Alzheimer’s disease is a major global concern. Developing a cure or therapy is especially difficult since the disease progresses slowly and irreversibly over a decade or two. Diagnosis is especially challenging, since the symptoms are common to a plurality of causes.
Shimadzu Scientific (Columbia, MD) recently introduced a screening service to assay blood plasma for the presence of biomarkers amyloid peptides for Alzheimer’s disease (AD) at the low-pM level. This service can be used to identify and stratify patients before they are symptomatic. Presymptomatic studies are believed to be essential for understanding the etiology of AD and offer the best hope of arresting progression to dementia. The service is for research use only (RUO) since the assay has not yet met the FDA’s requirements for clinical diagnostics.
The authors describe a simple immunoprecipitation protocol followed by matrix assisted-laser desorption ionization (MALDI-TOF) reading of the plate. The initial patient cohort was 62 normal, 30 with mild cognitive impairment, and 29 diagnosed with AD. Patient age ranged from 60 to 90 years. Later, blood samples were collected from a cohort of Australians. Blinded tests were performed independently by Shimadzu in Japan.
The supplemental material for the published paper provides a detailed description of the protocol used in Japan.1 For immune precipitation of the amyloid from plasma, BioLegend (San Diego, CA) clone 6E10 was conjugated to DynaBeads M-270 (Thermo Fisher Scientific, Waltham, MA). Isotopically labeled Aβ1-38 peptide (AnaSpec, San Jose, CA) was used as a common internal standard at 10-pM concentration for all sample peptides. After 1-hour incubation and washing, the peptides were taken up in 70% acetonitrile (+5 mM HCl) and transferred to wells on the MALDI plate.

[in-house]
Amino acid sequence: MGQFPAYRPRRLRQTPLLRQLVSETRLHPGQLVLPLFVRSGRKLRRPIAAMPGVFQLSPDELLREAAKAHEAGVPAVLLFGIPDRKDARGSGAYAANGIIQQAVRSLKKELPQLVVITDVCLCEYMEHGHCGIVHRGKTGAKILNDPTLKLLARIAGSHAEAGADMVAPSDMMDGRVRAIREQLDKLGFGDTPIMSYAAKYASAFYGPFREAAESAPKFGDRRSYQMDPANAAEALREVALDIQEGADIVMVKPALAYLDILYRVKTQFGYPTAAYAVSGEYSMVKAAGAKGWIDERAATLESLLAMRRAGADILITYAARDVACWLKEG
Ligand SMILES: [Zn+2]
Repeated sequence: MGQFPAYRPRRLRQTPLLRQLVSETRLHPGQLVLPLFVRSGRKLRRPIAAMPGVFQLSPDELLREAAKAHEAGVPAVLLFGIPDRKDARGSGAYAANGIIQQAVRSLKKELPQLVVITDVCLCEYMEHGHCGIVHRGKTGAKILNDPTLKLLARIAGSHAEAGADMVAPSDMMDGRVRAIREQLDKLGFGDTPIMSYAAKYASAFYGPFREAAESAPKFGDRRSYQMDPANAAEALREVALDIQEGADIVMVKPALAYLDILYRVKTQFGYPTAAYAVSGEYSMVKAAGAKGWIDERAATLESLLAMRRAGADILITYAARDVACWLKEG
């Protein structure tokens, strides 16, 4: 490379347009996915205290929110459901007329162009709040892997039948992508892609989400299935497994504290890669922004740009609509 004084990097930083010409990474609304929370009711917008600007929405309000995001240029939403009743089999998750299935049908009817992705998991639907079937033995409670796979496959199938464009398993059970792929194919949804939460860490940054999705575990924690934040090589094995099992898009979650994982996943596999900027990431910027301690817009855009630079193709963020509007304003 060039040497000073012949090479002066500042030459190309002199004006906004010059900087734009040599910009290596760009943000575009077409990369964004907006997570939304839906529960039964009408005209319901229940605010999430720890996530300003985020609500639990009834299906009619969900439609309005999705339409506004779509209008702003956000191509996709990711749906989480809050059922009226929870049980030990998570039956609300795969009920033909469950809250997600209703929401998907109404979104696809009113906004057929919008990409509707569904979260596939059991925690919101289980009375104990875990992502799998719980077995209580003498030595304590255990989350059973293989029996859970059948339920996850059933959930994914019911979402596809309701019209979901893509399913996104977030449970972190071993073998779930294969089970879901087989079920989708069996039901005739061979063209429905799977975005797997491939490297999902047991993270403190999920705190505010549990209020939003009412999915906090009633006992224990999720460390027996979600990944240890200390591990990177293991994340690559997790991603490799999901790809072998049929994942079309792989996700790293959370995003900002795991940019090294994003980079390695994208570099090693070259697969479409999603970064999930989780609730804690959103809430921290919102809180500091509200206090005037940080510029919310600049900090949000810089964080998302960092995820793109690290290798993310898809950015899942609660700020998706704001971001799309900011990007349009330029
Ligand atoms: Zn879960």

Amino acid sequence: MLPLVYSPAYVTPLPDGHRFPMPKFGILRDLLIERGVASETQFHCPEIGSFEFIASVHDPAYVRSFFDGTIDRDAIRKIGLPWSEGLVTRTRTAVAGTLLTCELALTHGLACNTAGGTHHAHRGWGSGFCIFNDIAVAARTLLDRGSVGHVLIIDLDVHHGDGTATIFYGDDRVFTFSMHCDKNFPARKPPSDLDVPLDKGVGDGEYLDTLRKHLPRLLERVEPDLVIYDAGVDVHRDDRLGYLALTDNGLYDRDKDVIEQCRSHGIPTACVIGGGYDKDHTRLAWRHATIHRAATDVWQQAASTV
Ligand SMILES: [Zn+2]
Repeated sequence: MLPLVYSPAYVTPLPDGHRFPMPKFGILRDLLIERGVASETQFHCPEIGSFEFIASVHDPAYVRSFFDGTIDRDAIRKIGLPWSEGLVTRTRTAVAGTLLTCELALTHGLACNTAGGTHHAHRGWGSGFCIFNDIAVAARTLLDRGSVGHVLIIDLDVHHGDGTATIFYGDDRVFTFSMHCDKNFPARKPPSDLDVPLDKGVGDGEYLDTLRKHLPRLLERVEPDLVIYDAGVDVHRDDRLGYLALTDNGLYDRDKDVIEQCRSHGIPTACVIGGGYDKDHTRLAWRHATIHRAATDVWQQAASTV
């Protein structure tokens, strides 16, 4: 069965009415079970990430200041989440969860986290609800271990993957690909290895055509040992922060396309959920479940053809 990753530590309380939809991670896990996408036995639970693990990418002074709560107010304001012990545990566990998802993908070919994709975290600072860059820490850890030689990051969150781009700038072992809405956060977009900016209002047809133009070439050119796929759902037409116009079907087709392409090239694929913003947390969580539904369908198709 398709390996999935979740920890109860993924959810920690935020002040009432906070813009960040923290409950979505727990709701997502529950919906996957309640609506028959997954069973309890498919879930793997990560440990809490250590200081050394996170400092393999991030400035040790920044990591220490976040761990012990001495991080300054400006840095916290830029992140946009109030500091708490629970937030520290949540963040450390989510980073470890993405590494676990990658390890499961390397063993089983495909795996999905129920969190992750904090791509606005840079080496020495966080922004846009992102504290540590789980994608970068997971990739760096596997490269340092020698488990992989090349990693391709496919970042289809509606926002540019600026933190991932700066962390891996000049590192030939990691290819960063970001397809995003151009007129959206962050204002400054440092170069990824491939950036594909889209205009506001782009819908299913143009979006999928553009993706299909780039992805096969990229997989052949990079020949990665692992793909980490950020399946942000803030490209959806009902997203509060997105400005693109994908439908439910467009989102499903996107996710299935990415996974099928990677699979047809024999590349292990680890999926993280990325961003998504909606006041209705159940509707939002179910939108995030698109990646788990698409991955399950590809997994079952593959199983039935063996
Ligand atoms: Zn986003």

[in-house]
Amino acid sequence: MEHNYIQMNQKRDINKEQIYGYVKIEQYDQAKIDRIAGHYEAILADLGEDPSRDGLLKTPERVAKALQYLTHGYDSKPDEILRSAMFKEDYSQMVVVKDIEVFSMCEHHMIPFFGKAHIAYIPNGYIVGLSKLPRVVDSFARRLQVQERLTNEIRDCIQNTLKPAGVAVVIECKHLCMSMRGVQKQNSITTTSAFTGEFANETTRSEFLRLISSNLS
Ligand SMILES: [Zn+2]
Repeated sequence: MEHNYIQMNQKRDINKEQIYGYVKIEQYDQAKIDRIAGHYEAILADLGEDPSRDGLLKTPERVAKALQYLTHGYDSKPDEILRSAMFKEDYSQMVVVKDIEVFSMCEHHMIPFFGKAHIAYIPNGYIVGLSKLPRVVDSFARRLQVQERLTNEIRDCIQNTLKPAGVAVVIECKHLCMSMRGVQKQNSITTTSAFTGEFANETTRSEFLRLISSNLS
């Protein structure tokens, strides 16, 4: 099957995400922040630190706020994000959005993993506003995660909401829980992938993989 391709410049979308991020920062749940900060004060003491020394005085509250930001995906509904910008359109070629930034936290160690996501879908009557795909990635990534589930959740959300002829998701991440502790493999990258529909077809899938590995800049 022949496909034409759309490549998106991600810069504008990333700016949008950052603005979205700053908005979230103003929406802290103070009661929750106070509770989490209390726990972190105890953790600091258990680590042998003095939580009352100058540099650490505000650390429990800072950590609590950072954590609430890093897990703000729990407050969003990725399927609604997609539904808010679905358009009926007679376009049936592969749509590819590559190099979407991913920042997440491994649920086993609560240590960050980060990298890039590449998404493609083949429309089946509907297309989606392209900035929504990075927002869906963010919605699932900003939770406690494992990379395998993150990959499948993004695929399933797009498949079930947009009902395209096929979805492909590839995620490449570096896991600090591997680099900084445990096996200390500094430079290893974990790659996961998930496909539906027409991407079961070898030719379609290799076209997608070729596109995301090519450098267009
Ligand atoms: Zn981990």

The MALDI plate (900 µm, Hudson Surface Technology, Ft. Lee, NJ) was prespotted with α-cyano-4-hydroxycinnaminic acid and methane diphosphonic acid.
Mass spectra were recorded on an AXIMA Performance MALDI-linear TOF MS (Shimadzu) using a 337-nm nitrogen laser.
Mass++ V2.0 software (Shimadzu) provided the peak intensities and m/z values. Each peptide had a unique MS pattern. Aβ1-42 and Aβ1-40/Aβ1-42 ratio along with the amyloid precursor protein (APP)669-711 appeared to have the highest correlation with AD. Coefficients of variation were generally within 2–8%. Further, the results were confirmed by positron emission tomography (PET), which was selected as the standard of truth. Accuracy is about 90%.
Careful study of this immunoprecipitation/MS-TOF protocol did not reveal any obvious difficult experimental procedures or unique instrumental capabilities.
Shimadzu’s brochure provides a concise summary:
“This study was the first successful blinded validation of blood-based biomarkers that used two independent large datasets from two different countries. Their report not only demonstrated the high accuracy of the blood test, but also the reliability and reproducibility. The findings show that Shimadzu’s Amyloid MS Service can be used to detect early signs of Alzheimer’s disease in people with no obvious symptoms such as memory loss.”
It will be interesting to see how Shimadzu selects and executes a business model to provide these results in a clinical setting.
- Nakamura, A.; Kaneko, N. et al. High performance plasma amyloid-β biomarkers for Alzheimer’s disease. Nature Feb 8, 2018, 554, 249 & ff.; doi:10.1038/nature 25456.
Robert L. Stevenson, Ph.D., is Editor Emeritus, American Laboratory/Labcompare; e-mail: [email protected]